1. Development of industrial xylose-fermenting yeast strains. To economically convert lignocellulosic materials to ethanol and other bio-based products at industrial scale, biocatalysts (i.e., microorganisms) capable of fermenting both hexose and pentose sugars from biomass feedstocks are required. Bioenergy Research Unit scientists at the National Center for Agricultural Utilization Research in Peoria, IL, have engineered several industrial Saccharomyces strains to ferment xylose. These yeasts were evaluated for their xylose fermentation capability using lignocellulosic hydrolyzate as feedstock. Several industrial yeasts were identified with superior performance compared to laboratory strains and other industrial yeasts included in the analysis. These strains, and the materials to engineer other industrial yeasts, have been made available to other university researchers and are advancing biofuel research nationally and internationally.
2. Identification of stimulators of butanol (a biofuel) fermentation. Butanol is a next generation biofuel that can be produced by fermentation from lignocellulosic hydrolyzates. Bioenergy Research Unit scientists at the National Center for Agricultural Utilization Research in Peoria, IL, have discovered that dilute acid pretreated and enzymatically saccharified wheat straw hydrolyzate contains stimulators of butanol fermentation that enhance the rate of butanol production by an anaerobic bacterium by a factor of two or more. They were able to identify two fermentation stimulating compounds in the wheat straw hydrolyzate and their dose levels for enhancement of butanol fermentation. An increase in fermentation rate of this magnitude would bring production of butanol closer to commercialization by reducing butanol production costs.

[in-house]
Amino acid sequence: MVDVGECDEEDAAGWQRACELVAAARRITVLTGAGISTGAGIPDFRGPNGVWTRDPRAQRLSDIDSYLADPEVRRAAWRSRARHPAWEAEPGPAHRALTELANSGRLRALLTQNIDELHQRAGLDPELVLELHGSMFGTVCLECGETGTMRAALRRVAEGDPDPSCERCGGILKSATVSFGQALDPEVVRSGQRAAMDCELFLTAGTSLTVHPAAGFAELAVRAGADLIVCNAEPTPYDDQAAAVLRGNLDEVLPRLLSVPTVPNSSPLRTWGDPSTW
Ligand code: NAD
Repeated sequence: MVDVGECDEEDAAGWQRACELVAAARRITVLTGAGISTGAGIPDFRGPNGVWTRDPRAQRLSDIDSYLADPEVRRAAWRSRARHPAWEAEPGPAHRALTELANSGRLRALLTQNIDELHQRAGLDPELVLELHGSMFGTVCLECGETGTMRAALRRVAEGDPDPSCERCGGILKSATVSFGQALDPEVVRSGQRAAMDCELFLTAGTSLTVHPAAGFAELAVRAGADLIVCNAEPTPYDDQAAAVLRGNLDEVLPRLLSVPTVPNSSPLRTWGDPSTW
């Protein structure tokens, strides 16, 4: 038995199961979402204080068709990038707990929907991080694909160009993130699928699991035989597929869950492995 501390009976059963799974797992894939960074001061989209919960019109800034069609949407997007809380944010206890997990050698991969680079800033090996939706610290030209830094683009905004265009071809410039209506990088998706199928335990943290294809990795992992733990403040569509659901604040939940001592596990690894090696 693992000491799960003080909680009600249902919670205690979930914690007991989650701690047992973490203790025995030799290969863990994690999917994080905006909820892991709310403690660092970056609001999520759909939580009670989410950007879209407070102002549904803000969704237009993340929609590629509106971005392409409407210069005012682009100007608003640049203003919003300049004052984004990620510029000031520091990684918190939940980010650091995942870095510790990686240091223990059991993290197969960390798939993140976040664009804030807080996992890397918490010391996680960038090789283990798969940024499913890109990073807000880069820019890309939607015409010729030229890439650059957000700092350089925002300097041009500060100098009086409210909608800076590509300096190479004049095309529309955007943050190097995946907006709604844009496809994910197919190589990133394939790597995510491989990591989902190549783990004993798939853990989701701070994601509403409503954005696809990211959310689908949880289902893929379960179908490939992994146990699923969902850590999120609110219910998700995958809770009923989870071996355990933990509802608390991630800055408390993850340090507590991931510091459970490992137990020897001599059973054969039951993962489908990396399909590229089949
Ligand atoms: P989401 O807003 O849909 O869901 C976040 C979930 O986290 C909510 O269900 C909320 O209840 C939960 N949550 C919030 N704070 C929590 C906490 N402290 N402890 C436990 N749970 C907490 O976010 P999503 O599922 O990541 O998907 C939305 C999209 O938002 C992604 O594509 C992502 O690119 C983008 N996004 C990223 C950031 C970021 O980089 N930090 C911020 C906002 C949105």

3. Conversion of corn stover to butanol. Corn stover is an important lignocellulosic feedstock that is economically available in the Midwest for production of butanol. Bioenergy Research Unit scientists at the National Center for Agricultural Utilization Research in Peoria, IL, have successfully converted corn stover to butanol (ABE) in very good yield after pretreatment with dilute acid, enzymatic saccharification, overliming to remove the fermentation inhibitors, and fermentation of the detoxified hydrolyzate using an anaerobic bacterium. These results are important for developing process technologies for butanol production from corn stover.
4. Fuel ethanol production from wheat straw: demonstration of technology at the 100 liter scale. Wheat straw, a globally abundant byproduct of wheat production, contains about 70% carbohydrates that can serve as a low cost feedstock for conversion to fuel ethanol. Bioenergy Research Unit scientists at the National Center for Agricultural Utilization Research in Peoria, IL, have developed a small pilot scale (100 L) process for converting wheat straw to ethanol. The process consists of pretreating the straw with dilute acid, detoxifying the pretreated hydrolyzate with a novel fungal strain able to utilize the generated fermentation inhibitors prior to sugar consumption. A good yield of ethanol was obtained from the bioabated wheat straw hydrolyzate by simultaneous saccharification using commercial cellulase enzymes and fermentation using a recombinant bacterium capable of producing ethanol from multiple sugars. The need for sterilization of the pretreated feedstock to solve contamination problem was easily met by using a very low level of an antibiotic commonly used in corn to ethanol fermentation. The developed process will serve as a prototype for developing a wheat straw to ethanol conversion technology commercially.
Qureshi, N., Blaschek, H.P. 2010. Clostridia and Process Engineering for Energy Generation. In: Vertes, A.A., Qureshi, N., Blaschek, H.F., Yukawa, H., editors. Biomass to Biofuels. Strategies for Global Industries. United Kingdom: Wiley and Sons. p. 347-358.